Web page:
Youtz returned to the states in October of 1945, went on inactive duty, and returned to the University of Wyoming, graduating the summer of 1947 with a Bachelor of Science Degree in Agriculture and a teaching certificate. He taught vocational agriculture in both Albin and Lander, Wyoming, for ten years, during which time he was heavily involved with Future Farmers of America and in coaching livestock judging teams. Together with his fellow vocational agriculture teacher at Lander Valley Vocational High School, Arland “Pee Wee” Carlson, Youtz authored a textbook entitled, Judging Livestock, Dairy, Cattle, Poultry, and Crops, which was heavily used by livestock judging teams.
After teaching ten years, Youtz moved his family to Powell, Wyoming, where he served with the Soil Conservation Service and later went into the retail John Deere business. In 1963, he moved his family from Powell to Riverton after purchasing another John Deere dealership, Riverton Equipment Company, which he owned and operated in Riverton for many years. In 1969, he relocated the business to North Federal and in 1976 sold the business to his son Tom and his son-in-law Charles McFarland. Son Tom eventually sold the business and bought the local Ford franchise, known as Tom Youtz Ford.
Hewitt G. Youtz married Josephine “Jo” Brown of Pine Bluffs, Wyoming, on April 6, 1944, in the chapel at Luke Air Force Base in Phoenix, Arizona. This union lasted 59 years, ended by Jo’s death on May 23, 2003. They had three children: Charles H. Youtz, an Executive VP with George K. Baum and Co., and his wife Lynee of Sacramento, California, and Phoenix, Arizona; Jo Anne Youtz McFarland, President of Central Wyoming College, and husband Charles of Riverton, Wyoming; and Thomas A. Youtz, former owner of Tom Youtz Ford, now retired, of Riverton. Mr. Youtz and his wife Jo traveled extensively with their family and spent many years flying throughout the United States, Canada, and Mexico in their private plane. He and wife Jo also traveled the world and made numerous extended visits to Spain, which they especially enjoyed. Together Hewitt and Jo hosted many family reunions and enjoyed a large circle of friends.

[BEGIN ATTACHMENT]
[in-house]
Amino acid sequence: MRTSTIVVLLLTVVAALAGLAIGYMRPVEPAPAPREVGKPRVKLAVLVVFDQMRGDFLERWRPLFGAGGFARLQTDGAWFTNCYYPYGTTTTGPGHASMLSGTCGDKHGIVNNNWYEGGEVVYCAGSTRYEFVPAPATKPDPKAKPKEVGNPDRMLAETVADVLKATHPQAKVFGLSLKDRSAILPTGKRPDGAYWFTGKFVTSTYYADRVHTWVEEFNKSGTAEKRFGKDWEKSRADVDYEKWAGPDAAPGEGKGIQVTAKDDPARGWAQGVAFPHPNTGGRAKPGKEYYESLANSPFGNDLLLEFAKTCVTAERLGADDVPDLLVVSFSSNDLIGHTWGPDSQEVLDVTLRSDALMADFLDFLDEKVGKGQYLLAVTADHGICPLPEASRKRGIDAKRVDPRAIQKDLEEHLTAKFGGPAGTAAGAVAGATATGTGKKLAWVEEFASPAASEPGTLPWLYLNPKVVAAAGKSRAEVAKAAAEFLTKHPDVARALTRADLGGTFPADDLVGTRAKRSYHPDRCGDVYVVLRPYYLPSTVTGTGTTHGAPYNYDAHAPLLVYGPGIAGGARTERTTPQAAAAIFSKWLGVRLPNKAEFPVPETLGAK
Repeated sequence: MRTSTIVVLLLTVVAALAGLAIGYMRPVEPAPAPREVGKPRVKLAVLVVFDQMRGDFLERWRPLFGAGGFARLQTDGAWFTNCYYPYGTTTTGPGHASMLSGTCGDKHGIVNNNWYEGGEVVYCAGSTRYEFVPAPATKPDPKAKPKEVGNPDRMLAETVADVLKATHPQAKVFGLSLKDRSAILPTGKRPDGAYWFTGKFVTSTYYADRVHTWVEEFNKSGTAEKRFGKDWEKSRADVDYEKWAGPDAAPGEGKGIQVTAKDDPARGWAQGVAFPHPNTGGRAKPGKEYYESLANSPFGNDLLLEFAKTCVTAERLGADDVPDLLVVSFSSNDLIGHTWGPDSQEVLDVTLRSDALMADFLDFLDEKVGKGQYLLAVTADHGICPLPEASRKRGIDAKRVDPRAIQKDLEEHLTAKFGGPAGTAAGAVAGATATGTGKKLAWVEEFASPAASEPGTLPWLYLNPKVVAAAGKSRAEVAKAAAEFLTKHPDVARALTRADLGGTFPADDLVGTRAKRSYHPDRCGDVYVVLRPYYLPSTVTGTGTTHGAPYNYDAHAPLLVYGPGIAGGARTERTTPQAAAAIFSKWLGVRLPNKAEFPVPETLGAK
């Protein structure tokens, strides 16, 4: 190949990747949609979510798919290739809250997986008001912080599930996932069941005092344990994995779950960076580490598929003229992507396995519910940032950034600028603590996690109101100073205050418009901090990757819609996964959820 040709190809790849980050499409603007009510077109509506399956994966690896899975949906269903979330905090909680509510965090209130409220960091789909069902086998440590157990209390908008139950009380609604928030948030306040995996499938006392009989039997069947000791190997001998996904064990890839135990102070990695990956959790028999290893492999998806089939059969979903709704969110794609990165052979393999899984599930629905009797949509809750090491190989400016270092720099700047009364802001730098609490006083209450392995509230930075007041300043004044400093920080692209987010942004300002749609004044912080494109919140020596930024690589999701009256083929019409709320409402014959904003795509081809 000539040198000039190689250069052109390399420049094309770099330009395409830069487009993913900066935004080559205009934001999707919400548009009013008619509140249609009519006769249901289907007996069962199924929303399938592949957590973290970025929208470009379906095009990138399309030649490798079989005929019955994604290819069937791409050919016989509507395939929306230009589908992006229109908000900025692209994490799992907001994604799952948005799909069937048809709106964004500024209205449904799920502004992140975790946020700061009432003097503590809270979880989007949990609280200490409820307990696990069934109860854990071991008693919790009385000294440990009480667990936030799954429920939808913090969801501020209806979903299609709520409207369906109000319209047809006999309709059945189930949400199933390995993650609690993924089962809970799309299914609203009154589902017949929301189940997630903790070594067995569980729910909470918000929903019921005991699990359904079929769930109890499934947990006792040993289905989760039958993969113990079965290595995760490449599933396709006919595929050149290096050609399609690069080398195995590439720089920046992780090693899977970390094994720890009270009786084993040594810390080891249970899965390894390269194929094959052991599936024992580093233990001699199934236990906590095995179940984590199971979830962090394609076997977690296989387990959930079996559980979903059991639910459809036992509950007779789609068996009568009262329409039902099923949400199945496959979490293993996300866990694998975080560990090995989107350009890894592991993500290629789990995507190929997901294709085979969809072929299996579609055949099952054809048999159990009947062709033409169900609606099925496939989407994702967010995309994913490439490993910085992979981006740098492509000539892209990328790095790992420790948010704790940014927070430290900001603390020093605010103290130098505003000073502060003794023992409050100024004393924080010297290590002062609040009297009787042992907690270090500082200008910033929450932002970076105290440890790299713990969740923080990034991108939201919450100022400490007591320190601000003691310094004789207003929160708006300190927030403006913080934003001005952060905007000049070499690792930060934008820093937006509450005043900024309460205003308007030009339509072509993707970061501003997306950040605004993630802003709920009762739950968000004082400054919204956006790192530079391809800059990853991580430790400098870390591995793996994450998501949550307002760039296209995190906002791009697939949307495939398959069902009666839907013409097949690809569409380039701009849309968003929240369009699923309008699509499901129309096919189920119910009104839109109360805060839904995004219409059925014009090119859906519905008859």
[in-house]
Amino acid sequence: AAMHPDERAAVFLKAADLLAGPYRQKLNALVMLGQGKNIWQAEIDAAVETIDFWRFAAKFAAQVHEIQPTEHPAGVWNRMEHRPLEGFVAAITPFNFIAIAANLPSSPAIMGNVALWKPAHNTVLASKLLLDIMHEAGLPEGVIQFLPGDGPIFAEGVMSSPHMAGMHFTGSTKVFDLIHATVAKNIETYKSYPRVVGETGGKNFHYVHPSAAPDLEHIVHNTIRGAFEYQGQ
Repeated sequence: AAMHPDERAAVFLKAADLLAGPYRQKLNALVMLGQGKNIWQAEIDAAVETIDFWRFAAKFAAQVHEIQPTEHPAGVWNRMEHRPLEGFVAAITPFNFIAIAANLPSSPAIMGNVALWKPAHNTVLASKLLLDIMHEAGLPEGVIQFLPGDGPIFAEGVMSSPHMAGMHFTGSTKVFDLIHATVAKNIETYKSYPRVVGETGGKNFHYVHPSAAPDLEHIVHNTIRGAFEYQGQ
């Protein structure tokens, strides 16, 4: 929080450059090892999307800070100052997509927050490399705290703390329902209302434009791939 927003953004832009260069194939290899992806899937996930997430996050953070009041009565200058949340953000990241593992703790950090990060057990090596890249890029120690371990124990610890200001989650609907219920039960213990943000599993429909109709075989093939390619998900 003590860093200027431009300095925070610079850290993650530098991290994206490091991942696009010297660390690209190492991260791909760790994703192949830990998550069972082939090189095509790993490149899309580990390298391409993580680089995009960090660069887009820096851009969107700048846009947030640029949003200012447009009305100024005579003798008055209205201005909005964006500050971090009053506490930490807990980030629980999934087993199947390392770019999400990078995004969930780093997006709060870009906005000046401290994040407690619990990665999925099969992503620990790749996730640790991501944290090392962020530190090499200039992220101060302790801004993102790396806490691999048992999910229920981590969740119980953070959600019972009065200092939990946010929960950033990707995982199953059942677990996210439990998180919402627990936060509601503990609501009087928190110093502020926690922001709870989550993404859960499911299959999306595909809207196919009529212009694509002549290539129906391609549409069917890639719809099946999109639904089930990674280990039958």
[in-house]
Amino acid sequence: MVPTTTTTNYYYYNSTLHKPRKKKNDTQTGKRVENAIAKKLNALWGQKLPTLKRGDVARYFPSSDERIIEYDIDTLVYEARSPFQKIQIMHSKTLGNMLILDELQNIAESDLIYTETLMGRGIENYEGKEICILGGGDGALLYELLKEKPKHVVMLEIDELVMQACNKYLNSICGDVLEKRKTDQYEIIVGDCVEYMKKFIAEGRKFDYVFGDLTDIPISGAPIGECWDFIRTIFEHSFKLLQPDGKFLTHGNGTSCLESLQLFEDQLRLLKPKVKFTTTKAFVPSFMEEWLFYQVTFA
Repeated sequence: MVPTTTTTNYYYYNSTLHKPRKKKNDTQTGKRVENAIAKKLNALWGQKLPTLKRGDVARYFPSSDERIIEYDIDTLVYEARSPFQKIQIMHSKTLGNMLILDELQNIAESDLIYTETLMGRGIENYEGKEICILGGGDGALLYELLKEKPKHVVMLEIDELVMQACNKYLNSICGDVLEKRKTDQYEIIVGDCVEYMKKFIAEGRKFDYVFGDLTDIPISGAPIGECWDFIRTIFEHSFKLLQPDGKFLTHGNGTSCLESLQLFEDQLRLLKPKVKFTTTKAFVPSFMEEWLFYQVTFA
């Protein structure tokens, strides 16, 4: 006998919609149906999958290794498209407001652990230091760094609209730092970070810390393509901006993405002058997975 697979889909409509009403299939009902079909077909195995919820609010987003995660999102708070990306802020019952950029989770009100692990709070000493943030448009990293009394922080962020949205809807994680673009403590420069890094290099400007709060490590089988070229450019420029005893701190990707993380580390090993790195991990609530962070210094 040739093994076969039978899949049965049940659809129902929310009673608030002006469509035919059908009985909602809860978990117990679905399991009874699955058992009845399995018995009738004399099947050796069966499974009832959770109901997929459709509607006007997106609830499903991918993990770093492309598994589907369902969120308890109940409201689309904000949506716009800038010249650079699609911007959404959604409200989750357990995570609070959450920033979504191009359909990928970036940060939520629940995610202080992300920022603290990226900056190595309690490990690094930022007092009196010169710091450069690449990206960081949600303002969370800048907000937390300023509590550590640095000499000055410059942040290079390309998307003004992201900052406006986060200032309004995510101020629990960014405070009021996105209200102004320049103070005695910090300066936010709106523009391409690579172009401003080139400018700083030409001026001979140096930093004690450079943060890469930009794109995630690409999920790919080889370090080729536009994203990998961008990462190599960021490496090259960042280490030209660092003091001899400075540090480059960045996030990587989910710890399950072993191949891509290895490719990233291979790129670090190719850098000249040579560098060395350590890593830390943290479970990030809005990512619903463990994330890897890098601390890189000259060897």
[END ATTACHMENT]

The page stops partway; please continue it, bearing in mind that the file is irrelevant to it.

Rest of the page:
He married Virginia Brown Stephens on December 12, 2004, in Riverton. In addition to his second wife Virginia and his three children, he is survived by his sister Harriet Ann Youtz Lewis and husband Howard “Bink” of Longmont, Colorado, and his brothers Roger Youtz of Worland, Wyoming, and Willard Youtz and wife Ruth of Escondido, California; and four grandchildren Shane Youtz and wife Lee of Albuquerque, New Mexico; Michelle Youtz Scannell and husband Pat of Pasadena, California; Tristan McFarland of Riverton; and Shannon McFarland Henderson and husband Casey of Evergreen, Colorado. Youtz also leaves seven great-grandchildren: Kahlo, Cassady, Lucia, Aidan, Josephine, Gabe, and Tate. Also surviving are his three step-children: Charles J. Stephens of Colorado Springs, Candace Donahue and husband James of Worland, and Julia Malm and husband Jody of Cheyenne, as well as four step-grand children, Gunnar and Kirsten Malm and James and Michael Donahue, and two step great granddaughters, Aedyn and Avery.
Hewitt Youtz was preceded in death by his wife Jo, his parents, and brothers Kenny Youtz of Torrington, Wyoming, and Donald Youtz of Pocatello, Idaho.
Hewitt described himself as a lousy, but avid golfer, as well as a solid member of the 9 a.m. and 3 p.m. coffee groups for old timers. He loved his country, enjoyed life to the fullest, and hopes no one mourns his passing, except briefly. Memorial gifts may be made to the Central Wyoming College Foundation for the Hewitt and Jo Youtz CWC Memorial Nursing Scholarship Endowment.
(Riverton) — The ConocoPhillips Philanthropy Committee arrived in Riverton Wednesday bearing gifts: $87,000 worth. In an annual distribution, the committee handed out checks and had photos taken with groups and organizations from Fremont, Hot Springs and Natrona counties. Most of the grants, 28, went to Fremont County groups, while four went to Natrona County and three for groups in Hot Springs County.
ConocoPhillips operates a natural gas processing plant at Lost Cabin.
Committee members handing out the checks Wednesday included Keith Farris and Dee Brown of Casper, Katrina Crimm of Arminto, Mike Bohleen of Thermopolis plus Cory Henry and Trina Batista of Riverton. Two other Riverton employees on the committee, Randy Leesberg and Karle Zach, were unable to attend the event.
In order of presentation, the awards went to:
Also receiving grants, but not able to attend the ceremony, was the Care and Share Foodbank of Lander, $500 and the Friends of the NRA, $500.